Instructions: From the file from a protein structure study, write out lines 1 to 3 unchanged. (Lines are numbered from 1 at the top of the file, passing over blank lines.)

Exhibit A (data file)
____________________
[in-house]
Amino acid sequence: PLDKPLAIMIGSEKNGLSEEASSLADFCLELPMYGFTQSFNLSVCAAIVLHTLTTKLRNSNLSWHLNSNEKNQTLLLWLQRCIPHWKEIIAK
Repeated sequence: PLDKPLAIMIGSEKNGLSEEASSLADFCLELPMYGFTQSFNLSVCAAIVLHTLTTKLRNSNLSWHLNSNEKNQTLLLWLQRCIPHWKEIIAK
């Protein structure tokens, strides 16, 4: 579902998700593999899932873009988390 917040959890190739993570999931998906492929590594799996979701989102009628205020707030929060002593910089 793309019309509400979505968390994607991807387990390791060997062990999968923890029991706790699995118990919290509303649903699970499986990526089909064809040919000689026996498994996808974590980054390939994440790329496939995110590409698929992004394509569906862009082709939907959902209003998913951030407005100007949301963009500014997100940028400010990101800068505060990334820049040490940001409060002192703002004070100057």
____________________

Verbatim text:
[in-house]
Amino acid sequence: PLDKPLAIMIGSEKNGLSEEASSLADFCLELPMYGFTQSFNLSVCAAIVLHTLTTKLRNSNLSWHLNSNEKNQTLLLWLQRCIPHWKEIIAK
Repeated sequence: PLDKPLAIMIGSEKNGLSEEASSLADFCLELPMYGFTQSFNLSVCAAIVLHTLTTKLRNSNLSWHLNSNEKNQTLLLWLQRCIPHWKEIIAK